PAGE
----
Want to remove those stubborn hard water stains from your granite counter tops? Our simple tutorial gets the job done without using any harsh chemicals.
When I tidied up and decorated my kitchen sink area, I really noticed the hard water stains around my faucets.
My house cleaning style is probably best described as clean enough.
Cleaning doesn’t exactly “spark joy” for me. ?
So while my kitchen sink and counters are wiped down and sanitized daily, some tasks don’t get my attention very often.
I’m a little embarrassed by how much I let it build up. I honestly couldn’t remember the last time I removed the hard water stains in my kitchen!
The best solution for hard water stains and mineral deposits is to consistently dry any areas that become wet.
But I have three kids and a husband who aren’t especially diligent with those types of requests.?
And if I’m being totally honest, I’m just as much of a culprit!
Who has time to wipe down the kitchen faucets every. single. time. a little water splashes around them?!
You need to be careful with granite because most cleaners made for hard water stains are too harsh and can damage natural stone.
Which is why I rely on my hard water stain secret weapon: a pumice stone.
Caution: Be sure to check with your granite installer or test using the pumice stone in an inconspicuous area to be sure it doesn’t scratch your stone!
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Pumice stones are also great to get rid of those rings in your toilet. But make sure you have a separate stone for bathroom use… ? That’s why I buy them in a multi-pack.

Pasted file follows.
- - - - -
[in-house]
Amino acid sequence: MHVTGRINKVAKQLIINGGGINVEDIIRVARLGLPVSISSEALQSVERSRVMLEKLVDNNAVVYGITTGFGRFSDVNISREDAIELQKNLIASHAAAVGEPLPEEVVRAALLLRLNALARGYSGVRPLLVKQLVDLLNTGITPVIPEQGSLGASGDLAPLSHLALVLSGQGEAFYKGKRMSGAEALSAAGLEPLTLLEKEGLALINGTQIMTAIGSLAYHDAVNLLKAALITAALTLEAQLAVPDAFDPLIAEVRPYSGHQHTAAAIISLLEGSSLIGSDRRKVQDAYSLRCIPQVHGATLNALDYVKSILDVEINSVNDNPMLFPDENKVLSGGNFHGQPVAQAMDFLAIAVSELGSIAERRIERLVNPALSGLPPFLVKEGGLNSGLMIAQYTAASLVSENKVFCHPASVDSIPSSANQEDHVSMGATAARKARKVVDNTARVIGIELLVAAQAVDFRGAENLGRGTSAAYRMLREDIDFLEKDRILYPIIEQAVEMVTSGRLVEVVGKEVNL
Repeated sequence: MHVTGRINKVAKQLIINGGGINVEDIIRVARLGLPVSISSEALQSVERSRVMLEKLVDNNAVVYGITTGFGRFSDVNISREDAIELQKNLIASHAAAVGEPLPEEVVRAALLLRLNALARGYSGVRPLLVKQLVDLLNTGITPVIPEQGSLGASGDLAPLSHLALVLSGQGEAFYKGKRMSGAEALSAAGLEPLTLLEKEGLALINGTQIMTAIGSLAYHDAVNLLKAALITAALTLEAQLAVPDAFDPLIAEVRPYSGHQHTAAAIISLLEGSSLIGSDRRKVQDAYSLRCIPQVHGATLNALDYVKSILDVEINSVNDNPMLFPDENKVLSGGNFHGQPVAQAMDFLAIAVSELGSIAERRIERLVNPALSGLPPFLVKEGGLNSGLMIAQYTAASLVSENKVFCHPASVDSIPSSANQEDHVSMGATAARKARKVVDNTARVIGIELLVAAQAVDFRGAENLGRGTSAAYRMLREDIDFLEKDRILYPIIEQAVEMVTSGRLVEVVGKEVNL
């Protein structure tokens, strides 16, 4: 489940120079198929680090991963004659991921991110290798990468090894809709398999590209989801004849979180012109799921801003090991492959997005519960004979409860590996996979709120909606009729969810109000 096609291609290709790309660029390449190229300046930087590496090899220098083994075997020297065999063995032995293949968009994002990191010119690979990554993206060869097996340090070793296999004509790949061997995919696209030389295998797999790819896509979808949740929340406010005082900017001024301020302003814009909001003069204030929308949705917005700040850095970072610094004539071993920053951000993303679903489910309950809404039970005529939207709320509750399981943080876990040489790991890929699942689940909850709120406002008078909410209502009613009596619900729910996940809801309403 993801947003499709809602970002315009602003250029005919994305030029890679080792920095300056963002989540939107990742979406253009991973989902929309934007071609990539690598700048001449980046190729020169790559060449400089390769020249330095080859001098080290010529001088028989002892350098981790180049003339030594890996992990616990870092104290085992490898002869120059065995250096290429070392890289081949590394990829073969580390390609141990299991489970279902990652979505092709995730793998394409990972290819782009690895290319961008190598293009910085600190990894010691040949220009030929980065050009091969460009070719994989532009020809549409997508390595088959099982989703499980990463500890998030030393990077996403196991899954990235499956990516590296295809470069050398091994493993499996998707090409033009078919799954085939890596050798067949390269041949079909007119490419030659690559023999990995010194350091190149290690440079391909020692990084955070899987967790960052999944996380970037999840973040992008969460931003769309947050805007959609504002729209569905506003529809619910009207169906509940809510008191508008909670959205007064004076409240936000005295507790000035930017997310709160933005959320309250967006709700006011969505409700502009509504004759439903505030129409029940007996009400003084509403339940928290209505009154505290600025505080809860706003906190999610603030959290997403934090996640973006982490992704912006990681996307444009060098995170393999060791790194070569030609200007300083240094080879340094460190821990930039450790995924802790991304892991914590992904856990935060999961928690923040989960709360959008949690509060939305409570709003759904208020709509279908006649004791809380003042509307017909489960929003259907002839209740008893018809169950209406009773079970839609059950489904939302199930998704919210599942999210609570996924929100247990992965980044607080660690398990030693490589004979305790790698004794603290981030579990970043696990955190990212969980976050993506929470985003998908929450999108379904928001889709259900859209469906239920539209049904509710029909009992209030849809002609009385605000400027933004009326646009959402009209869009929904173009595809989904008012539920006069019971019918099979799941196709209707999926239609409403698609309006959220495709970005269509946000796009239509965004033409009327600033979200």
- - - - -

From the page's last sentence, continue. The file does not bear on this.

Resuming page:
After you’ve confirmed it’s safe to use a pumice stone on your granite, just follow these simple steps.
Steps to Remove Hard Water Stains and Deposits
Either stop up your sink so that you can have a basin of water or get a small bucket of water.
Turn off the water that runs to your sink.
There should be a shut-off valve under your kitchen sink. In my kitchen, I have to turn off both the hot and the cold water lines.
Then turn on your faucets to let any water still in the line to drain.
Next loosen the fittings under your sink so that you can lift the sprayer, taps, and faucet away from the granite.
You may need to actually remove the handles before you can lift the fittings away from the counter.
My handles have a little screw that needs to be loosened (see that hole?).
I needed to use this little allen wrench to loosen the screw
Then I needed to loosen that bolt plus one under the sink to get the cap to lift away from the counter.
Repeat the steps for your other handle and the faucet so that they all lift up from the counter surface.
The rings for my faucets just barely lifted up but it was enough for me to get the area cleaned with the pumice stone.
Then, using a wet pumice stone, just go to town scrubbing the hard water stains away!
The pumice stone will break down as you use it because it is much softer than the granite.
I also cleaned the corner seam along the back of the sink area.
That powder you see is the pumice stone remnants. It is pretty satisfying to do in a weird sort of way…
Use a sponge or washcloth to wipe away the dust to see how you’re doing and if any hard water stains need a little extra work.
Once you’re satisfied that the hard water stains are gone, reattach everything you loosened up and turn the water back on to your sink lines.
Before and After Pics!
To give you an idea of how much a pumice stone breaks down, check out what happened to mine:
That little nub that’s left is maybe an inch long and it started out almost 4-inches long!
And here’s a picture for comparison. The process took about an hour from start to finish because of the time to loosen up the fittings. Bye bye, hard water stains!
What do you think? Let me know if you give this tip a try! If you have any questions or suggestions, contact me or leave a comment. Follow us over on Instagram and Facebook to see everything we’re up to.
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